Nannotax3 - ntax_cenozoic - Scyphosphaera Nannotax3 - ntax_cenozoic - Scyphosphaera


Classification: ntax_cenozoic -> Zygodiscales -> Pontosphaeraceae -> Scyphosphaera
Sister taxa: Pontosphaera, Scyphosphaera

Daughter taxa (time control age-window is: 0-800Ma)Granddaughter taxa
Extant species
Scyphosphaera apsteinii
Simple convex outward profile, or somewhat constricted at base.
Scyphosphaera apsteinii forma dilatata

Scyphosphaera porosa
Lopadoliths - large gently-flaring or parallel sided; R-unit only extends to about one third height of lopadolith

Neogene species - without flaring collar
Scyphosphaera brevis
Squat low Scyphosphaera with curved walls and wide opening, no collar

Scyphosphaera globulata
Almost spherical, with narrow opening.

Scyphosphaera hamptonii
Small cylindrical Scyphosphaera with narrow circular base

Scyphosphaera hemirana
Cylindrical Scyphosphaera with fluted sides

Scyphosphaera lagena
Moderately elevated (3-5x as high as wide) with maximum width near base.

Neogene species - with flaring collar
Scyphosphaera campanula
Squat, parallel sided, wide opening, almost square in profile, usually with weak flaring collar

Scyphosphaera intermedia
Moderately elevated (3-5x as high as wide) with maximum width near base and flaring collar

Scyphosphaera pulcherrima
Opening wide and with well developed collar.

Scyphosphaera tubifera
Strongly elevated (>5x as high as wide) with maximum width near base, rare.

Scyphosphaera ventriosa
Similar to S. apsteinii but with low collar around opening.

Eocene - elongate & parallel sided
Scyphosphaera columella
Tall (up to 26 µm) narrow murolith with near-straight walls that are parallel or very slightly flaring, to a maximum width at the distal end.

Scyphosphaera expansa
Tall (up to 31 µm) relatively broad murolith with flaring walls.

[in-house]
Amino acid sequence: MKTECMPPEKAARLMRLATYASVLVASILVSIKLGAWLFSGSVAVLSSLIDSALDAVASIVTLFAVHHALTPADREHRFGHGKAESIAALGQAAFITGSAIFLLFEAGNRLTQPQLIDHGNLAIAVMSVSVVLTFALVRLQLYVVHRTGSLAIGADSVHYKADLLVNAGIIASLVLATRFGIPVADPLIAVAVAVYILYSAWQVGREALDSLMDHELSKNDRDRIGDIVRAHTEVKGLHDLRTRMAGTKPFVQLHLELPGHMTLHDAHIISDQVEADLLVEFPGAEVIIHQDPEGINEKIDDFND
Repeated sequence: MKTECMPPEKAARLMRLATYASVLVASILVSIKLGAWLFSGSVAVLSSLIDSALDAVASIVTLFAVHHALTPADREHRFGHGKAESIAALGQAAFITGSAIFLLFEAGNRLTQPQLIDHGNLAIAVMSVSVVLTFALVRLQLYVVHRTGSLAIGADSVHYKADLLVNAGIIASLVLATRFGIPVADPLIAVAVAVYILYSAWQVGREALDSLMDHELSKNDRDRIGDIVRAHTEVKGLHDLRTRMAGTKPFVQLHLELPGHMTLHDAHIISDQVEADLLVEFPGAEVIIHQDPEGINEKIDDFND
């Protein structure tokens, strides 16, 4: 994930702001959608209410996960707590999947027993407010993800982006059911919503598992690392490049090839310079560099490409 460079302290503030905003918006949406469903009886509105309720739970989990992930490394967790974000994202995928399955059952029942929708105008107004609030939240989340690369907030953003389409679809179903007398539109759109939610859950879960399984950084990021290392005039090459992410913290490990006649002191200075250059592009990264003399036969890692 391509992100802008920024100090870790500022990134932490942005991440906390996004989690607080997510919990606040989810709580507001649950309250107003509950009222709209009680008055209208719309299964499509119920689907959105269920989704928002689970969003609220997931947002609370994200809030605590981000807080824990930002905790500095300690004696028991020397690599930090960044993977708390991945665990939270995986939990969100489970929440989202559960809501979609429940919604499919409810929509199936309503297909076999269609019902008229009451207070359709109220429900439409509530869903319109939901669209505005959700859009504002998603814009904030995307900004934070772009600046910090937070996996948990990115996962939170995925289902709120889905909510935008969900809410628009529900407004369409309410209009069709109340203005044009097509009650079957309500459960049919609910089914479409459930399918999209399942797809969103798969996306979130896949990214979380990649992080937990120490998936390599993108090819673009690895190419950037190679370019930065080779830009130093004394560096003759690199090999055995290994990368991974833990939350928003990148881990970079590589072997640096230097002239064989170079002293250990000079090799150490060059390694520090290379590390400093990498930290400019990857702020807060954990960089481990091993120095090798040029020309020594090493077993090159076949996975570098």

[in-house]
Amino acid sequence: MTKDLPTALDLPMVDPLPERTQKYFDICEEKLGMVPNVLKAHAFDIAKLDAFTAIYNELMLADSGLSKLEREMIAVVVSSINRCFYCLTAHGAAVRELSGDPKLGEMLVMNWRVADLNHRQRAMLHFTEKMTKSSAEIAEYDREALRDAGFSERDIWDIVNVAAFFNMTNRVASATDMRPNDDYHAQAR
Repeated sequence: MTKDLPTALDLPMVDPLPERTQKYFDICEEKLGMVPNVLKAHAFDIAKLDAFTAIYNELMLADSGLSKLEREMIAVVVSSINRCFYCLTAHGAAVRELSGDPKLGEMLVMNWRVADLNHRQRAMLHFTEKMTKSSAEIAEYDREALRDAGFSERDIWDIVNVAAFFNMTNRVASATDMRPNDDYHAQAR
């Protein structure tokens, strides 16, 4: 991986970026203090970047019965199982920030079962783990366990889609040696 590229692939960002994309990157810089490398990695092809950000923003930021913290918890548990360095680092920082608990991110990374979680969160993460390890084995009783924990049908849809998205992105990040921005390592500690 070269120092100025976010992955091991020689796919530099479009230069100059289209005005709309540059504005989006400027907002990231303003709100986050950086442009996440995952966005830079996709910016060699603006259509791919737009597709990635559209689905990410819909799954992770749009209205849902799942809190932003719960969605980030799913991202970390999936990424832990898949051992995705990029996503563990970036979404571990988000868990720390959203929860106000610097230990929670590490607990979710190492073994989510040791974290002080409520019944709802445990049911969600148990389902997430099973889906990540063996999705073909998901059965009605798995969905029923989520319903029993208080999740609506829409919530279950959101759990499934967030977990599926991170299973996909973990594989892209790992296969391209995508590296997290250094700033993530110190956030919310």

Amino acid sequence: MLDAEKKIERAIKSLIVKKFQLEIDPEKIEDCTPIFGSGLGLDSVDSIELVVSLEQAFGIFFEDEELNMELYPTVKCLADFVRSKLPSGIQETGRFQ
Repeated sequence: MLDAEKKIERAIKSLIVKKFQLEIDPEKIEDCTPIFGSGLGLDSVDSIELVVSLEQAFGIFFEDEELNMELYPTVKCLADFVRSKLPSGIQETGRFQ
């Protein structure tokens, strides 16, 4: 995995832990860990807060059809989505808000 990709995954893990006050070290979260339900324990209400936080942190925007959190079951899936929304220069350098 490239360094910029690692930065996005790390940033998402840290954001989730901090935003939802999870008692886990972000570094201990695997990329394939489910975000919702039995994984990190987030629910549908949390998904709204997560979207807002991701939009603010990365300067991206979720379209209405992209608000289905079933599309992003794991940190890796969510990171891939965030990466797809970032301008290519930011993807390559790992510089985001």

Scyphosphaera interstincta
Elongate barrel-shaped, with distinct wall ornament of large pits or pores.

Scyphosphaera olla
Scyphospaera with broad concavo-convex base which contracts into narrow tube-like distal part

Scyphosphaera tercisensis
Tall, relatively broad murolith that narrows towards the distal opening.

Scyphosphaera tubicena
Tube-like Scyphosphaera with broadened base

Scyphosphaera sp.
Specimens which cannot be assigned to established species


Citation: Scyphosphaera Lohmann, 1902
taxonomic rank: Genus
Type species: Scyphosphaera apsteini Lohmann, 1902
Taxonomic discussion: In fossil assemblages, only lopadoliths are assigned to Scyphosphaera. Numerous Neogene species have been described, often based on subtle variations in outline, but since the single modern species S. apsteinii shows considerable variation in lopadolith outline a broader species concept seems justified. There is, however, far more variation in Scyphosphaera morphology in the Late Miocene and Pliocene than in the Quaternary and at the present day. Three main late Neogene species are certainly separable; S. apsteinii, S. pulcherimma and S. globulata. The table gives the main Neogene morphotypes and for each of them possible synonyms are listed on the species page, following Young (1998). This arguably represents a useful compromise between the extremes of lumping to three species or splitting to 30 or more. See also Jafar (1975), Perch-Nielsen (1985), Aubry (1990) and Siesser (1998).

Distinguishing features:
Parent taxon (Pontosphaeraceae): Monomorphic or dimorphic; liths muroliths with perforate central area